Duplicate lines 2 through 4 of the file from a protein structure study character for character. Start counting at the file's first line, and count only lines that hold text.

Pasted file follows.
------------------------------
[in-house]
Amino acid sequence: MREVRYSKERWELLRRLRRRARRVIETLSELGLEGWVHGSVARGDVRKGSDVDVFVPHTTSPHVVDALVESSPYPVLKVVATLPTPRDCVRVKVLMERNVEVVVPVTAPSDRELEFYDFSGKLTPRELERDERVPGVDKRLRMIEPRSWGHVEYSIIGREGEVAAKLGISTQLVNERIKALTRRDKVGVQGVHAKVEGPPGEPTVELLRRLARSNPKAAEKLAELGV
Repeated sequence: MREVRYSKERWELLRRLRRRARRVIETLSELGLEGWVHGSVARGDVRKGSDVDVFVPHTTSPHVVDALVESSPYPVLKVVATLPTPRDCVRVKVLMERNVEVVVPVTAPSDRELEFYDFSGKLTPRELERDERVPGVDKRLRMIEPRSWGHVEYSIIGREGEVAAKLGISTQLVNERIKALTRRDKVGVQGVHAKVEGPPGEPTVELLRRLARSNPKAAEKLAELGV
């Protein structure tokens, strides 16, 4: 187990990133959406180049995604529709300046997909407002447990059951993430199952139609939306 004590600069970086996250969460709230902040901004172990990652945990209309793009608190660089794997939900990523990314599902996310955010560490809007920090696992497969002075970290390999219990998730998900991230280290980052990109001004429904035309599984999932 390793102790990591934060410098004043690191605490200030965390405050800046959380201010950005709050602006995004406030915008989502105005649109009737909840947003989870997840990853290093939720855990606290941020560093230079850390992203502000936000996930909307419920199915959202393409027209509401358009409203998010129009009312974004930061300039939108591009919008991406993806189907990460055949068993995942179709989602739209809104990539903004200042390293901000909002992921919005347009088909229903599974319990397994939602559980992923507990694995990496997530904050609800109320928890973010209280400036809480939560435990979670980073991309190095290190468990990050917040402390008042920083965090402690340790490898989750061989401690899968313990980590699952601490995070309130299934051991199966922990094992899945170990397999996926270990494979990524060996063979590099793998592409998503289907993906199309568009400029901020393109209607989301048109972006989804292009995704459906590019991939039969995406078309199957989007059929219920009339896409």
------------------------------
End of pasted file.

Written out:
Amino acid sequence: MREVRYSKERWELLRRLRRRARRVIETLSELGLEGWVHGSVARGDVRKGSDVDVFVPHTTSPHVVDALVESSPYPVLKVVATLPTPRDCVRVKVLMERNVEVVVPVTAPSDRELEFYDFSGKLTPRELERDERVPGVDKRLRMIEPRSWGHVEYSIIGREGEVAAKLGISTQLVNERIKALTRRDKVGVQGVHAKVEGPPGEPTVELLRRLARSNPKAAEKLAELGV
Repeated sequence: MREVRYSKERWELLRRLRRRARRVIETLSELGLEGWVHGSVARGDVRKGSDVDVFVPHTTSPHVVDALVESSPYPVLKVVATLPTPRDCVRVKVLMERNVEVVVPVTAPSDRELEFYDFSGKLTPRELERDERVPGVDKRLRMIEPRSWGHVEYSIIGREGEVAAKLGISTQLVNERIKALTRRDKVGVQGVHAKVEGPPGEPTVELLRRLARSNPKAAEKLAELGV
């Protein structure tokens, strides 16, 4: 187990990133959406180049995604529709300046997909407002447990059951993430199952139609939306 004590600069970086996250969460709230902040901004172990990652945990209309793009608190660089794997939900990523990314599902996310955010560490809007920090696992497969002075970290390999219990998730998900991230280290980052990109001004429904035309599984999932 390793102790990591934060410098004043690191605490200030965390405050800046959380201010950005709050602006995004406030915008989502105005649109009737909840947003989870997840990853290093939720855990606290941020560093230079850390992203502000936000996930909307419920199915959202393409027209509401358009409203998010129009009312974004930061300039939108591009919008991406993806189907990460055949068993995942179709989602739209809104990539903004200042390293901000909002992921919005347009088909229903599974319990397994939602559980992923507990694995990496997530904050609800109320928890973010209280400036809480939560435990979670980073991309190095290190468990990050917040402390008042920083965090402690340790490898989750061989401690899968313990980590699952601490995070309130299934051991199966922990094992899945170990397999996926270990494979990524060996063979590099793998592409998503289907993906199309568009400029901020393109209607989301048109972006989804292009995704459906590019991939039969995406078309199957989007059929219920009339896409």